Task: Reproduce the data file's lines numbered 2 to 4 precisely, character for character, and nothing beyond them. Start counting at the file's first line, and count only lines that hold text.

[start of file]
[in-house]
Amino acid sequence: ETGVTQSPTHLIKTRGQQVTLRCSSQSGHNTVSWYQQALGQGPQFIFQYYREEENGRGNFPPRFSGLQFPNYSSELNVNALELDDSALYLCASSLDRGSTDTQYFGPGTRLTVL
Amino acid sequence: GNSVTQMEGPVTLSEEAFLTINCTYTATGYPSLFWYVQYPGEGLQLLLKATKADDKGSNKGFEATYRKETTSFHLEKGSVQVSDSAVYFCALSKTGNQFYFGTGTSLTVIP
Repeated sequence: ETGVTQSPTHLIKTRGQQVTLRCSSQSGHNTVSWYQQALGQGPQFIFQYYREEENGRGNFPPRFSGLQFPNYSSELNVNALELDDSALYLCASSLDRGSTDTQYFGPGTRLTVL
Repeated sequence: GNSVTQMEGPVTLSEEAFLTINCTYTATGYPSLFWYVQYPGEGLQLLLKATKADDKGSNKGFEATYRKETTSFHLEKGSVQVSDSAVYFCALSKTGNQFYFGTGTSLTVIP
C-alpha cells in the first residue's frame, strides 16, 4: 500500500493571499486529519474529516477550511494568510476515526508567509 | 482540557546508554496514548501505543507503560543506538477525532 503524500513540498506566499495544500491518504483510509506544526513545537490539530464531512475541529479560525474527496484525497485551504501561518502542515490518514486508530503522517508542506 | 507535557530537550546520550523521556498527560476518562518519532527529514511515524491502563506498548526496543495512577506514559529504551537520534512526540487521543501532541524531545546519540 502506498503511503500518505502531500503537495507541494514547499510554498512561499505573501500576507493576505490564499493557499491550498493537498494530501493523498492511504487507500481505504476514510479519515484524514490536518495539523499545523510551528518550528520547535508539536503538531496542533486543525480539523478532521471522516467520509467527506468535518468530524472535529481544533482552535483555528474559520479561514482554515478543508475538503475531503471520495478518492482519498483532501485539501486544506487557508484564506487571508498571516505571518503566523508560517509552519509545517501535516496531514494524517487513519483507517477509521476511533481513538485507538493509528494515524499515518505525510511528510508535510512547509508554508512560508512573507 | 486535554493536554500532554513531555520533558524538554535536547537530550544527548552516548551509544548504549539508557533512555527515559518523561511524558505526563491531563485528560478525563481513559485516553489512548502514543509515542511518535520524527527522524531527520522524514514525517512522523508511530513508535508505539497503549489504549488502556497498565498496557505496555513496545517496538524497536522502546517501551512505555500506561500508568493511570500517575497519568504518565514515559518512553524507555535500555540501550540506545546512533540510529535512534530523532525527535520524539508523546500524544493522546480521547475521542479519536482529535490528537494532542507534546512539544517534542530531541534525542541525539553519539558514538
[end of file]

Amino acid sequence: ETGVTQSPTHLIKTRGQQVTLRCSSQSGHNTVSWYQQALGQGPQFIFQYYREEENGRGNFPPRFSGLQFPNYSSELNVNALELDDSALYLCASSLDRGSTDTQYFGPGTRLTVL
Amino acid sequence: GNSVTQMEGPVTLSEEAFLTINCTYTATGYPSLFWYVQYPGEGLQLLLKATKADDKGSNKGFEATYRKETTSFHLEKGSVQVSDSAVYFCALSKTGNQFYFGTGTSLTVIP
Repeated sequence: ETGVTQSPTHLIKTRGQQVTLRCSSQSGHNTVSWYQQALGQGPQFIFQYYREEENGRGNFPPRFSGLQFPNYSSELNVNALELDDSALYLCASSLDRGSTDTQYFGPGTRLTVL